Jacqueline Bisset, who won for her supporting work in the TV miniseries “Dancing on the Edge,” provided the first awkward moment of the night, refusing to be played off after a scattershot and pause-filled acceptance speech during which she worked in a profanity and advice from her mother: “Go to hell, and don’t come back.” But that was just the beginning in a night full of off-kilter moments. Best Song winner Alex Ebert started off his speech by recounting a party run-in with presenter Sean “P. Diddy” Combs. And “Top of the Lake” star Elisabeth Moss opened her Best Actress in a Miniseries or TV Drama speech with a simple, overwhelmed expletive. And “Wolf of Wall Street” co-stars Jonah Hill and Margot Robbie used a teleprompter mix-up as a chance to endear themselves to the audience. Best Screenplay winner Spike Jonze, startled by music swelling up to play him off, countered with “Hey wait, I just got started.”

Biggest snubs and surprises

While this year’s awards races have been particularly difficult to predict, some solid favorites have emerged. But the Hollywood Foreign Press Association has always been tough to nail down. Right off the bat, by awarding Jennifer Lawrence for “American Hustle,” the HFPA snubbed “12 Years a Slave” breakout Lupita Nyong’o, considered a strong favorite for the supporting actress Oscar.

On the TV side, “Ray Donovan” star Jon Voight snatched the Best Supporting Actor in a Miniseries or Drama away from critical favorites Aaron Paul (“Breaking Bad”), Corey Stoll (“House of Cards”) and Rob Lowe (“Behind the Candelabra”). And Andy Samberg’s win for “Brooklyn Nine-Nine” came as something of a shock, as he beat out the more established Jim Parsons, Jason Bateman and Michael J. Fox as well as last year’s winner, Don Cheadle. The freshman comedy also took home the trophy for Best Comedy Series, beating out “Modern Family” and “Parks and Recreation,” among others.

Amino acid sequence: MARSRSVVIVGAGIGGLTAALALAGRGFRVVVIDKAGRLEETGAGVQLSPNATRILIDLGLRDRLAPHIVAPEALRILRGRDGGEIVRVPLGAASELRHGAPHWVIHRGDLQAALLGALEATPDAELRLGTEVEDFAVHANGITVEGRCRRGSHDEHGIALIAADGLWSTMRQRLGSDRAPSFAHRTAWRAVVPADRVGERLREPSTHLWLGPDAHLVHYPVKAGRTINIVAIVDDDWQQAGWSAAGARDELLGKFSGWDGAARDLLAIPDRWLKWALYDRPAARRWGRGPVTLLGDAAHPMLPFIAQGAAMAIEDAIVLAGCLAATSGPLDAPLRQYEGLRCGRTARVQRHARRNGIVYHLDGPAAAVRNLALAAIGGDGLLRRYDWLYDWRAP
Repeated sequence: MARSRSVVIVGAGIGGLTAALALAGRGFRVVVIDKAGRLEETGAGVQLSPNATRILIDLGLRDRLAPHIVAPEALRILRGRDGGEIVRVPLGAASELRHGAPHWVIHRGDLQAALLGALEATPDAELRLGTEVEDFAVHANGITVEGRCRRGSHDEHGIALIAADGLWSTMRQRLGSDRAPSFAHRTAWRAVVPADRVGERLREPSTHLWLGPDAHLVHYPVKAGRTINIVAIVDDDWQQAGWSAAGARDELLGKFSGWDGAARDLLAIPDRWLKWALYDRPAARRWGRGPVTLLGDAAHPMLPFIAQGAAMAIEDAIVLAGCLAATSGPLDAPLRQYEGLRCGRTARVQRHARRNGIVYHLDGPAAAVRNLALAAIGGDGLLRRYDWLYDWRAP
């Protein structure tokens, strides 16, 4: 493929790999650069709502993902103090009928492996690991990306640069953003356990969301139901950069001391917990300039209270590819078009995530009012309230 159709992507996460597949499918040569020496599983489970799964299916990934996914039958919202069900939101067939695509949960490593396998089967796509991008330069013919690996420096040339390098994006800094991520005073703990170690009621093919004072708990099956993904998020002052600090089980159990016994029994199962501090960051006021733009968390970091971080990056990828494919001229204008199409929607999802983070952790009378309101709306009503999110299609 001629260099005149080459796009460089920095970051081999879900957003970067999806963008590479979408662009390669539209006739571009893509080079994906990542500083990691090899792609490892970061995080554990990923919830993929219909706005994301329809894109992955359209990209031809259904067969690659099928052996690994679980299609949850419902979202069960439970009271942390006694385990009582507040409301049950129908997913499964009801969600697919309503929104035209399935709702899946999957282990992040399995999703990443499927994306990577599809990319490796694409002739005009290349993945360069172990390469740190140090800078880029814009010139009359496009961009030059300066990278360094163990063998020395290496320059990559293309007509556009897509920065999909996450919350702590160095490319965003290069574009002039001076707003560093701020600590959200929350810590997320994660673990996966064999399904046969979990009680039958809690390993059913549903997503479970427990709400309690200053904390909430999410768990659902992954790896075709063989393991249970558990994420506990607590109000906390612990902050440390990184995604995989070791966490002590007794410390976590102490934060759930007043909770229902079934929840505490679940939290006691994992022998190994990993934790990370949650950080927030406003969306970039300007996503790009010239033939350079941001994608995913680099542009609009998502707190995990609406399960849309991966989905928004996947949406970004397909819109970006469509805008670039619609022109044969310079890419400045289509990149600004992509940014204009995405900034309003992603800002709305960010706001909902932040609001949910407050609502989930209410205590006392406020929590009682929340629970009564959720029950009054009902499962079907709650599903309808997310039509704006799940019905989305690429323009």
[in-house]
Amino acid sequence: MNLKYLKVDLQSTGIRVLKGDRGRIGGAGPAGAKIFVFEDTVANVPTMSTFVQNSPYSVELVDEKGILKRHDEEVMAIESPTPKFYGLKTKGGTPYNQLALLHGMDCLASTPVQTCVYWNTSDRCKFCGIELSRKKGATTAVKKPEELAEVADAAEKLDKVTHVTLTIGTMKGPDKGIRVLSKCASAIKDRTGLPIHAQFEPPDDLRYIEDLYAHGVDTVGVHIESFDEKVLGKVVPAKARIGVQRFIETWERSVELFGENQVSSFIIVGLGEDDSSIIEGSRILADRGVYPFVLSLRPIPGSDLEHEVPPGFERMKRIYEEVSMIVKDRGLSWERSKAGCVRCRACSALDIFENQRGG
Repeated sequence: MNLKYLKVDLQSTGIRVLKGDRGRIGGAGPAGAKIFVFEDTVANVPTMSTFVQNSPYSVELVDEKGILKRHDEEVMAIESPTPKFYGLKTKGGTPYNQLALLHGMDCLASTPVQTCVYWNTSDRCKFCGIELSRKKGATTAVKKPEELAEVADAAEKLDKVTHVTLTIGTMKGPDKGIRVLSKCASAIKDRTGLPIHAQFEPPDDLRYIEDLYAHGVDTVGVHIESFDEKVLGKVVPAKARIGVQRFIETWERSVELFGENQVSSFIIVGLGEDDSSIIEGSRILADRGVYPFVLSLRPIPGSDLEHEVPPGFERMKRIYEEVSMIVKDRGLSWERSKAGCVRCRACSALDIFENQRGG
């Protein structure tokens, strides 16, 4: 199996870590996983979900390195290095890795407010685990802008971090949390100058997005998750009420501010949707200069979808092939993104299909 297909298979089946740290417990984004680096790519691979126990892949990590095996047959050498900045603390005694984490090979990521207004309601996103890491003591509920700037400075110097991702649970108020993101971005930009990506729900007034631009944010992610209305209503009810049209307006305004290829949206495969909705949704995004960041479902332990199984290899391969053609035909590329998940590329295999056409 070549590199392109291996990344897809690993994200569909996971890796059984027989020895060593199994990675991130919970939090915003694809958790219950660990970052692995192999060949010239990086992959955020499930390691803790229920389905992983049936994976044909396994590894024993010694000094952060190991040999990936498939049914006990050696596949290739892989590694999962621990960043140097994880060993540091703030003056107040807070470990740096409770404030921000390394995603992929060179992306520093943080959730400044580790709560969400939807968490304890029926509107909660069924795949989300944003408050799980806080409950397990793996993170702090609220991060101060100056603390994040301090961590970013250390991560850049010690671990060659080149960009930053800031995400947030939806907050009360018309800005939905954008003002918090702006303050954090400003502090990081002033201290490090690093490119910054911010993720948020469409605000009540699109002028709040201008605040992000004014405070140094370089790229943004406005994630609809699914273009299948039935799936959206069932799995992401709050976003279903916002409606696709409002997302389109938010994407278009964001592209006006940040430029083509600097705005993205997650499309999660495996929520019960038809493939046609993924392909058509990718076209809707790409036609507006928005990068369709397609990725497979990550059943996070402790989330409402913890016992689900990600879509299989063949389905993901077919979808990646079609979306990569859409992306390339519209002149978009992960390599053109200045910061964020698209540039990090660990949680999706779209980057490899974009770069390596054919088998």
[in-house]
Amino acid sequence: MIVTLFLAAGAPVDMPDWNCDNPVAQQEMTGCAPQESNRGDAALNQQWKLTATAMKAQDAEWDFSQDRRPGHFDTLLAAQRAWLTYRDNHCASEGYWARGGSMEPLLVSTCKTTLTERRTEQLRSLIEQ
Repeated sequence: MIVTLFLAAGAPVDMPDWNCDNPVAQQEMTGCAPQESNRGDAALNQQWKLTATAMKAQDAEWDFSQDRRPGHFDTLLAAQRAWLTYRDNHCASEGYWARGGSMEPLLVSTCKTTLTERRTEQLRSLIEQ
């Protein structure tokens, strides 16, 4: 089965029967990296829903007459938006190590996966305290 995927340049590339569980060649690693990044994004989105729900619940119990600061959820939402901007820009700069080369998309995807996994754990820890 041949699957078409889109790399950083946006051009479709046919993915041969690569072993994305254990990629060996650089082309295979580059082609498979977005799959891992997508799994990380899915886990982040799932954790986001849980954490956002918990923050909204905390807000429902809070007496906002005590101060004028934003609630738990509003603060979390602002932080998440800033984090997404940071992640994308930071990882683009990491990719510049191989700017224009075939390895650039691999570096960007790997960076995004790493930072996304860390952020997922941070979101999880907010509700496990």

The winners:

FILM
Best Picture, Drama: ”12 Years a Slave”
Best Picture, Comedy or Musical:  ”American Hustle”
Best Director, Motion Picture: Alfonso Cuaron, “Gravity”
Best Actor, Drama: Matthew McConaughey, “Dallas Buyers Club”
Best Actress, Drama: Cate Blanchett, “Blue Jasmine”
Best Actress in a Musical or Comedy: Amy Adams, “American Hustle”
Best Actor in a Musical or Comedy: Leonardo Di Caprio, “The Wolf of Wall Street”
Best Supporting Actress in a Motion Picture: Jennifer Lawrence, “American Hustle”
Best Supporting Actor in a Motion Picture: Jared Leto, “Dallas Buyers’ Club”
Best Animated Feature Film: ”Frozen”
Best Score: Alex Ebert, “All Is Lost”
Best Original Song: “Ordinary Love,” U2, “Mandela: Long Walk to Freedom”

TELEVISION
Best TV Drama: “Breaking Bad”
Best TV Comedy: “Brooklyn Nine-Nine”
Best Miniseries or TV Drama: “Behind the Candelabra”
Best Actor in a TV Drama: Bryan Cranston, “Breaking Bad”
Best Actor in a TV series, Comedy or Musical: Andy Samberg, “Brooklyn Nine-Nine”
Best Actress in a TV series, Comedy or Musical: Amy Poehler, “Parks and Recreation”
Best Supporting Actor in TV Series, Mini-Series, or Made-for-TV Movie: Jon Voight, “Ray Donovan”
Best Actor in a Miniseries or TV movie: Michael Douglas, “Behind the Candelabra”
Best Actress in a Miniseries or TV Movie: Elisabeth Moss, “Top of the Lake”
Best Supporting Actress in TV Series, Miniseries or Made-for-TV Movie: Jacqueline Bissett, “Dancing on the Edge”